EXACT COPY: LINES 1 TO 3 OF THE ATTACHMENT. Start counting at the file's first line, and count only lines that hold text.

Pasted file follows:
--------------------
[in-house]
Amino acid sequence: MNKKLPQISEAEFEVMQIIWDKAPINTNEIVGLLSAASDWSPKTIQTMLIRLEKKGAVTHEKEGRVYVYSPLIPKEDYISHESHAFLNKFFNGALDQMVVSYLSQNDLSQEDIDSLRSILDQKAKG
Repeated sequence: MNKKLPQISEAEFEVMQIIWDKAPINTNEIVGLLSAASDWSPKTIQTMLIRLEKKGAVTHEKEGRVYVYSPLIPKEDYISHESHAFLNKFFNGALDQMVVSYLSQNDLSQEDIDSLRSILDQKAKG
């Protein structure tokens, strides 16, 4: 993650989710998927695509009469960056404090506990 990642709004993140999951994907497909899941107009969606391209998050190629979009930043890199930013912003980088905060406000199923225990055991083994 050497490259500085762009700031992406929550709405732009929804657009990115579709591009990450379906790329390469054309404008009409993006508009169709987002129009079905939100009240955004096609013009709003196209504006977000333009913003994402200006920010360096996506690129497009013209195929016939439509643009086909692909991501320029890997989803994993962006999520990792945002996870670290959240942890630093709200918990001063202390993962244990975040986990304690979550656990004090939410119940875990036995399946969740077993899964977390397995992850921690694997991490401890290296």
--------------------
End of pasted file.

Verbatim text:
[in-house]
Amino acid sequence: MNKKLPQISEAEFEVMQIIWDKAPINTNEIVGLLSAASDWSPKTIQTMLIRLEKKGAVTHEKEGRVYVYSPLIPKEDYISHESHAFLNKFFNGALDQMVVSYLSQNDLSQEDIDSLRSILDQKAKG
Repeated sequence: MNKKLPQISEAEFEVMQIIWDKAPINTNEIVGLLSAASDWSPKTIQTMLIRLEKKGAVTHEKEGRVYVYSPLIPKEDYISHESHAFLNKFFNGALDQMVVSYLSQNDLSQEDIDSLRSILDQKAKG